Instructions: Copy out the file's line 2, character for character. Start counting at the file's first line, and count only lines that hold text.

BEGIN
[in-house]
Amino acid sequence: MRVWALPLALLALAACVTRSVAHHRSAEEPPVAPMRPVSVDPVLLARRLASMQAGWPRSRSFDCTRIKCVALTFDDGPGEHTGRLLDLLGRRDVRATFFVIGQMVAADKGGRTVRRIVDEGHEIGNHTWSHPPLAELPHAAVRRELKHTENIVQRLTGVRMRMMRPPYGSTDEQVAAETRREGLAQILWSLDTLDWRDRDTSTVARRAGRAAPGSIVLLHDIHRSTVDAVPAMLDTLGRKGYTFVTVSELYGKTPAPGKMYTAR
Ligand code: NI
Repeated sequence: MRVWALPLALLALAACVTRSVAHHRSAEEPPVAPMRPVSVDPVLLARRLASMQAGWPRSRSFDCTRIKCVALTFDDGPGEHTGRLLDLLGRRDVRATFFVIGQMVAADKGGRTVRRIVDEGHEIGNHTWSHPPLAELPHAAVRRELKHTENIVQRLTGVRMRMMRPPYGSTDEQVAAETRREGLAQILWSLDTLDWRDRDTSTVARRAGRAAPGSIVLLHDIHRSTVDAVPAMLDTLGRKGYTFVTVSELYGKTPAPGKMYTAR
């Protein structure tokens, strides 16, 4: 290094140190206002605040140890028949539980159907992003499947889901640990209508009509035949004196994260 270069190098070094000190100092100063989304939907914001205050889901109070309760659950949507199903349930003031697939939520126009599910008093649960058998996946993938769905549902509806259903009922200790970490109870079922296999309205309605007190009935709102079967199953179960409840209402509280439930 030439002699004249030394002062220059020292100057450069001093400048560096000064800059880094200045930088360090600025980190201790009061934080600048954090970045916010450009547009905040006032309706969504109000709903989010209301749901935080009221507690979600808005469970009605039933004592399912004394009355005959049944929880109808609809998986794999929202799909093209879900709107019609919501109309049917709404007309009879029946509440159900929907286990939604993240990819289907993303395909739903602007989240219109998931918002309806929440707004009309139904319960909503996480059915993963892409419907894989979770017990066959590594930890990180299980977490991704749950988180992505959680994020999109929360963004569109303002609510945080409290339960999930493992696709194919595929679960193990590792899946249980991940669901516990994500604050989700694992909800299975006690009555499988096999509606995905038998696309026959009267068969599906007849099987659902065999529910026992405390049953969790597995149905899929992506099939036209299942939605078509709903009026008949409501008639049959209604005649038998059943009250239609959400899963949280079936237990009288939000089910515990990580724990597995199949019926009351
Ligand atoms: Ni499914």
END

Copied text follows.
Amino acid sequence: MRVWALPLALLALAACVTRSVAHHRSAEEPPVAPMRPVSVDPVLLARRLASMQAGWPRSRSFDCTRIKCVALTFDDGPGEHTGRLLDLLGRRDVRATFFVIGQMVAADKGGRTVRRIVDEGHEIGNHTWSHPPLAELPHAAVRRELKHTENIVQRLTGVRMRMMRPPYGSTDEQVAAETRREGLAQILWSLDTLDWRDRDTSTVARRAGRAAPGSIVLLHDIHRSTVDAVPAMLDTLGRKGYTFVTVSELYGKTPAPGKMYTAR